Blueberry nutrion disorders?

Asked July 14, 2016, 11:25 AM EDT

Good day! My blueberries turn purple. They have really poor grow in that season.
Varieties- bluecrop and toro

And how i can acidifiing soil via irigation water? (we have drip irrigating system)
Our water is alcaline (7.2 ph) so Im scared that soil can get olso alcaline reaction!
So how i can make my water acid? What can i use and in which proportion? (We have injector and pump which supplies 6-8 m3 of water each hour)

We are Ukranian blueberry growers. For more directly information about our location please enter link
https://www.google.com.ua/maps/place/%D0%9B%D1%83%D0%B3%D0%BE%D0%B2%D0%BE%D0%B5,+%D0%A5%D0%BC%D0%B5%D0%BB%D1%8C%D0%BD%D0%B8%D1%86%D0%BA%D0%B0%D1%8F+%D0%BE%D0%B1%D0%BB%D0%B0%D1%81%D1%82%D1%8C,+32124/@49.3304583,27.077801,14z/data=!3m1!4b1!4m5!3m4!1s0x47320e9b6dc19db5:0x6cc867b1cfe5e544!8m2!3d49.3334974!4d27.10252

Outside United States

1 Response

Hi,


I see that your question was asked twice and that Mr. Lovett has already provided you with some information.


I agree that the red color suggests phosphorus deficiency. While low temperatures can sometimes cause phosphorus deficiency in blueberries during the fall or spring (http://www.fruit.cornell.edu/berrytool/blueberry/leaves/BBphos.htm), high pH is one possible contributor to low phosphorus in the plant. I agree with Mr. Lovett that it would be good to get a soil test for pH and nutrient levels. A leaf tissue analysis might be more useful later, after any major deficiencies or pH problems are corrected, as the level of one nutrient can affect the tissue levels of others, and the deficiencies observed in the tissues when the pH is out or range or the levels of other nutrients are much too high or too low may not actually reflect what needs to be added to the soil.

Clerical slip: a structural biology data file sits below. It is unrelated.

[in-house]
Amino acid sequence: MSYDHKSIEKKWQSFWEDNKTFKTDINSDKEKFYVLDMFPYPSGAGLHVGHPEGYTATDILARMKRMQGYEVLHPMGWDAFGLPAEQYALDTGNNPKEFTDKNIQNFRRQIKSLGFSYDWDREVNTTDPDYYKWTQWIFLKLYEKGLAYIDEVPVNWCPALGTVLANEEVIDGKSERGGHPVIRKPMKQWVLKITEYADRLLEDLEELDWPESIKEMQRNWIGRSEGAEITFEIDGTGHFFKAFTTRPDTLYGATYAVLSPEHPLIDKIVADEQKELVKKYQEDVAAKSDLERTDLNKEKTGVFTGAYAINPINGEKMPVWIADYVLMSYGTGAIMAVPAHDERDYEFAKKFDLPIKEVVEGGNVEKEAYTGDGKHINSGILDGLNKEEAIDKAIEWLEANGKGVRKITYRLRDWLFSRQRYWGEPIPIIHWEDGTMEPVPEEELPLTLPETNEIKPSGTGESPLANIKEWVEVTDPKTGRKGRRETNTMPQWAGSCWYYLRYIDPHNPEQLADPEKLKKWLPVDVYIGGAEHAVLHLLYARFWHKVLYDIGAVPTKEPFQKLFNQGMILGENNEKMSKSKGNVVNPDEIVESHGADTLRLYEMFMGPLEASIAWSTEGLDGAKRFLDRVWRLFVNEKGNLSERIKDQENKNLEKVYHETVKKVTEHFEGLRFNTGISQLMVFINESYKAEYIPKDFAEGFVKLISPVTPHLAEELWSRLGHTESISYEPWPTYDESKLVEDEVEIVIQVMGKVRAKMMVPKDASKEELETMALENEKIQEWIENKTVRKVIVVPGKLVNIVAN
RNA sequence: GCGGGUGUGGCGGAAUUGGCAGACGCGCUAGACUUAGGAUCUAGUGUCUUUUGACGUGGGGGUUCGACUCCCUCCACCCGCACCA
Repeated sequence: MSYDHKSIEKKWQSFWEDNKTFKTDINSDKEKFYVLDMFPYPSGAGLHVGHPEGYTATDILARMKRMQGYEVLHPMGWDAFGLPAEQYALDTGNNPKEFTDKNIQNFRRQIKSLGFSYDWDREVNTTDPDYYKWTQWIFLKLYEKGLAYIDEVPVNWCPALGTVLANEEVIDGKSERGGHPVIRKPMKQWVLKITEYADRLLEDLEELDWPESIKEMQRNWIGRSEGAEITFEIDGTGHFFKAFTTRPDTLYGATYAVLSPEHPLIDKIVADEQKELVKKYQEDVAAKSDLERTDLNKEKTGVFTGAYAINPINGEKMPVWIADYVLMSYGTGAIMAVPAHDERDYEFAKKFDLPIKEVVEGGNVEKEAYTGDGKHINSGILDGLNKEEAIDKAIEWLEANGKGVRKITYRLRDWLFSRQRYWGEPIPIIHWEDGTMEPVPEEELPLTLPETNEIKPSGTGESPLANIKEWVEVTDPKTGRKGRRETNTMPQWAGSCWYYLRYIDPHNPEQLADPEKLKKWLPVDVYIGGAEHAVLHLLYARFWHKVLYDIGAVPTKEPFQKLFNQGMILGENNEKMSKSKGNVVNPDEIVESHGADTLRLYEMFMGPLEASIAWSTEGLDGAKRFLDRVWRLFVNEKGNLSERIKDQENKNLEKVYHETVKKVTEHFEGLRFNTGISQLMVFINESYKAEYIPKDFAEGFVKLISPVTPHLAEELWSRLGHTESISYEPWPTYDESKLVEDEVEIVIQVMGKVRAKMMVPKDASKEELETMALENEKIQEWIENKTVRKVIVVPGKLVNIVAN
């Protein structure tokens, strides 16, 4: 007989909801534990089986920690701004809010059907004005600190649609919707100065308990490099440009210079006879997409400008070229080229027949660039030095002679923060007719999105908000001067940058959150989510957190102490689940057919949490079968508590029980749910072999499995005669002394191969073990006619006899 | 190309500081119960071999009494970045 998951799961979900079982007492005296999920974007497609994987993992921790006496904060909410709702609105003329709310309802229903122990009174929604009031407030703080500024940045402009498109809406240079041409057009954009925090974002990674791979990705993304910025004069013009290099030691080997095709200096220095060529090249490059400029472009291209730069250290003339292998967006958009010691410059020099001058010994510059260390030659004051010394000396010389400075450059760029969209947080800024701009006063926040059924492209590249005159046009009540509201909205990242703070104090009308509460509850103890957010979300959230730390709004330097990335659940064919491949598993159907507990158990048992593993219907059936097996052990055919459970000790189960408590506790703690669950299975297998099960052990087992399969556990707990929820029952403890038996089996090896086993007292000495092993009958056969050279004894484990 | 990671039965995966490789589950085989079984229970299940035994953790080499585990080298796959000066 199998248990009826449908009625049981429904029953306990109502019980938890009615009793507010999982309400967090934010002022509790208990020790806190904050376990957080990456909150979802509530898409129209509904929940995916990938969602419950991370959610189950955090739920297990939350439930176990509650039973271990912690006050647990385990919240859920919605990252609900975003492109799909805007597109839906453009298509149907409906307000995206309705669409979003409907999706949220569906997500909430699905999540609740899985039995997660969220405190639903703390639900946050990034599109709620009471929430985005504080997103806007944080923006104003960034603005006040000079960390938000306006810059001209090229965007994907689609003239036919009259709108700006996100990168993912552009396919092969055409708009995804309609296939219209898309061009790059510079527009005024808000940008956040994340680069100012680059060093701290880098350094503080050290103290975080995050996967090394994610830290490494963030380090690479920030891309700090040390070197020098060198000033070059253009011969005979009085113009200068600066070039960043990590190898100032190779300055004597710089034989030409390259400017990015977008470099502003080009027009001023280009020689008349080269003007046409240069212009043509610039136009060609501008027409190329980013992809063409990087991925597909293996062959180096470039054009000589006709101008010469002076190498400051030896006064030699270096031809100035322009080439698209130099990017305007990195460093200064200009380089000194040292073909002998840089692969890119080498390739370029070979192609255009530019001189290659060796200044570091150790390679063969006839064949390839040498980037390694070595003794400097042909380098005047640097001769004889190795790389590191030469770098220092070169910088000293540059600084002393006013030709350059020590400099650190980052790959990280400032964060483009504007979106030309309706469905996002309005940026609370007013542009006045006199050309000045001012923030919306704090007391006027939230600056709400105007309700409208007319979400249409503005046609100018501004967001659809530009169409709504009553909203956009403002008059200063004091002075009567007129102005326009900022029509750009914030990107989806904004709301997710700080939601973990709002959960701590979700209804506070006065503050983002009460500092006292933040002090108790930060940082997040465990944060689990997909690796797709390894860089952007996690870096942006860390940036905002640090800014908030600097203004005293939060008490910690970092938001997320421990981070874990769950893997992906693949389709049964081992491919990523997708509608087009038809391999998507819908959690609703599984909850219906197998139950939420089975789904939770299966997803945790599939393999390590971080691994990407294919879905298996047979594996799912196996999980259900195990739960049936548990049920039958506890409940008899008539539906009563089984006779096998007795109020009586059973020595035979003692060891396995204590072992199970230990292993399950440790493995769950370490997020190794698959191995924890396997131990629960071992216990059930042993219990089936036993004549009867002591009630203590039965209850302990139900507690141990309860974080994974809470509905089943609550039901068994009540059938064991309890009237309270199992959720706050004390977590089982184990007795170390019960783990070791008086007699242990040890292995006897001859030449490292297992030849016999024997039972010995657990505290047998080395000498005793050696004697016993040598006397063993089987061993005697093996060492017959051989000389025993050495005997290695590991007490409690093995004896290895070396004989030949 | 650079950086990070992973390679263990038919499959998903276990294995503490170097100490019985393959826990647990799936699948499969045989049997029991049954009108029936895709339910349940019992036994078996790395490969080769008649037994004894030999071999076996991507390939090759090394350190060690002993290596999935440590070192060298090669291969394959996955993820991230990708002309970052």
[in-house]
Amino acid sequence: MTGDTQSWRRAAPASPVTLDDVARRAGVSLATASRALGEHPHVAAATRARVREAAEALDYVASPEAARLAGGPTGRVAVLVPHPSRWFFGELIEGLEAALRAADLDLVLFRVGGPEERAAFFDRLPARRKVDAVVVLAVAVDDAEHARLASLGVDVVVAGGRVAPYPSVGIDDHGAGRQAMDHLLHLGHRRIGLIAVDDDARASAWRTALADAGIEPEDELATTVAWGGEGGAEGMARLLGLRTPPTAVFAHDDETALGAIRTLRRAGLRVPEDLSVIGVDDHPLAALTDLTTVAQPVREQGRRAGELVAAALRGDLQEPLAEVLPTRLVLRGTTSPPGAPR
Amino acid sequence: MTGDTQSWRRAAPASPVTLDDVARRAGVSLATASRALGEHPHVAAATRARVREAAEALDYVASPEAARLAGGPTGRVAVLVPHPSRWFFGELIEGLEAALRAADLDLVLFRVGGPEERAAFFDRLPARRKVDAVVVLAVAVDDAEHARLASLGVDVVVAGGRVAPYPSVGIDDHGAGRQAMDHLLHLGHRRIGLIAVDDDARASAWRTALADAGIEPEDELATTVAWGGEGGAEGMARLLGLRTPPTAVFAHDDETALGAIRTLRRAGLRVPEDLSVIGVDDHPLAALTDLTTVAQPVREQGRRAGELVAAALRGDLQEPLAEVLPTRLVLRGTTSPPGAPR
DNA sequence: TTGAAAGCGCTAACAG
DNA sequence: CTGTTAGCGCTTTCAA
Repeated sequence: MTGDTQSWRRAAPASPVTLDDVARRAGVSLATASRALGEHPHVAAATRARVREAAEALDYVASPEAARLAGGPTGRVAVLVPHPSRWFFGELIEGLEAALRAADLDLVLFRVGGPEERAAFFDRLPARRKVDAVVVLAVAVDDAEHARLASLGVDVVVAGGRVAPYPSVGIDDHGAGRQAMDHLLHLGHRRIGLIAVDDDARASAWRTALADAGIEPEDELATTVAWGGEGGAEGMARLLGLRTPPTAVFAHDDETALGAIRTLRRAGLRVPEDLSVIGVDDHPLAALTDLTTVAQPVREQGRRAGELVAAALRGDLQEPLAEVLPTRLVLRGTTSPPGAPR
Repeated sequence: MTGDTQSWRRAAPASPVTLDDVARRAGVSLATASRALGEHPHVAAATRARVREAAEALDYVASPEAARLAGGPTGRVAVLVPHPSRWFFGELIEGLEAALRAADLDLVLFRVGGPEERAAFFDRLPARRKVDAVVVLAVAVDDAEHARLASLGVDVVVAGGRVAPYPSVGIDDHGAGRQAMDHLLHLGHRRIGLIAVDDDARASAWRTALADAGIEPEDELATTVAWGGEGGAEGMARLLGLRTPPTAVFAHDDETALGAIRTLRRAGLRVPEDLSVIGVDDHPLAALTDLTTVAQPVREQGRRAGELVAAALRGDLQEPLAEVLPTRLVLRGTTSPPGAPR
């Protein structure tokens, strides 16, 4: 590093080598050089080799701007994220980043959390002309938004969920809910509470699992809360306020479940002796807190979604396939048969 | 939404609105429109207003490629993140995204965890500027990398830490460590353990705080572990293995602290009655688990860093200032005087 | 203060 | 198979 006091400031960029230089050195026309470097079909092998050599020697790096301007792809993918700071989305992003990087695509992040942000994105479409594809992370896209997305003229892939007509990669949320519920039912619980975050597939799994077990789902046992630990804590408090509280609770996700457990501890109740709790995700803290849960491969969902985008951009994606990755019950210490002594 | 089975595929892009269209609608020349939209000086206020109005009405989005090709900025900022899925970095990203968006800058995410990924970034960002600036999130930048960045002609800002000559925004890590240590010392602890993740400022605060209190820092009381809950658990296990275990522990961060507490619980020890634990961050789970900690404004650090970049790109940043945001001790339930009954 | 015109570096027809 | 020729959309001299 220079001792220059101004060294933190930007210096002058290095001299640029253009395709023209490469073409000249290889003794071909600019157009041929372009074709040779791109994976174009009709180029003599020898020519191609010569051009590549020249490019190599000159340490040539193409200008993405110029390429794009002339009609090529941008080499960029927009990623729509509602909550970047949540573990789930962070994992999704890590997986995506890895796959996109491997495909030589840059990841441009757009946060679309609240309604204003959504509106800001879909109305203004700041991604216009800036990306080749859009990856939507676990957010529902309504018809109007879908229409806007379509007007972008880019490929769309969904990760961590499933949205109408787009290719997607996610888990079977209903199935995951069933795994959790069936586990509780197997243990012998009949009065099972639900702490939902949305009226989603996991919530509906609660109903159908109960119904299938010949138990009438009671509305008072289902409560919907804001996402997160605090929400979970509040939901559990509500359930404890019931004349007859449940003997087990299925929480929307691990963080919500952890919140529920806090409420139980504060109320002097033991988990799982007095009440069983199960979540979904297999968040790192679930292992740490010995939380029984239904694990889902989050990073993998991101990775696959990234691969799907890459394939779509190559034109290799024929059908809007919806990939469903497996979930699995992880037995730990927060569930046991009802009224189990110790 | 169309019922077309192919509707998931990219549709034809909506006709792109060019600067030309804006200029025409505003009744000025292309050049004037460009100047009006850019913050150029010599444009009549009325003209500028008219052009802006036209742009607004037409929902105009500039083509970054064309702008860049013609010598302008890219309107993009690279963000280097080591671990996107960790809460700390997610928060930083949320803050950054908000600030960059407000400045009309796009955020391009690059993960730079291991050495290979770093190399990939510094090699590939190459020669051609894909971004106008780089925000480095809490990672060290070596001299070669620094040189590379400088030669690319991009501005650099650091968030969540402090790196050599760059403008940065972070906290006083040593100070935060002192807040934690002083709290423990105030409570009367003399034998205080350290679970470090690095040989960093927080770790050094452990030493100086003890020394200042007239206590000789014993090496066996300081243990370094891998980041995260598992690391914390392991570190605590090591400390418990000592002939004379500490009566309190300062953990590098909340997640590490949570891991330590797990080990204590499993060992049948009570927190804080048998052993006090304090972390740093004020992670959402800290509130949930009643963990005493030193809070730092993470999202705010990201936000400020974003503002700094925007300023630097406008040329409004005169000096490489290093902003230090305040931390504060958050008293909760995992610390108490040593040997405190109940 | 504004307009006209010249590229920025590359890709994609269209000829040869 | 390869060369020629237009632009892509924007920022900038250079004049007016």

If you don’t have ready access to a soil testing lab but do have access to deionized water, you could try testing the pH of soil yourself by adding 10 ml of deionized water to 10 g of soil, mixing it and letting it sit for two hours, and then reading the pH of the water (http://www.lsuagcenter.com/portals/our_offices/departments/spess/servicelabs/soil_testing_lab/procedures/procedures-used-at-the-laboratory).


Applying sulfur, as Mr. Lovett mentioned, can be a good option for lowering the pH of soil. Here are some guidelines about how much to apply, based on what you find the pH of your soil to be and a target pH of around 4.5:

http://www.fruit.cornell.edu/berry/production/soilnutrientmgmt/pdfs/Chapter3.pdf (pp. 26 – 28)

http://www.clemson.edu/extension/hgic/plants/other/soils/hgic1650.html


You can find some information about how to adjust the pH of irrigation water here, in the “Acidification to Remove Mineral Deposits” section: http://extension.uga.edu/publications/detail.cfm?number=B1130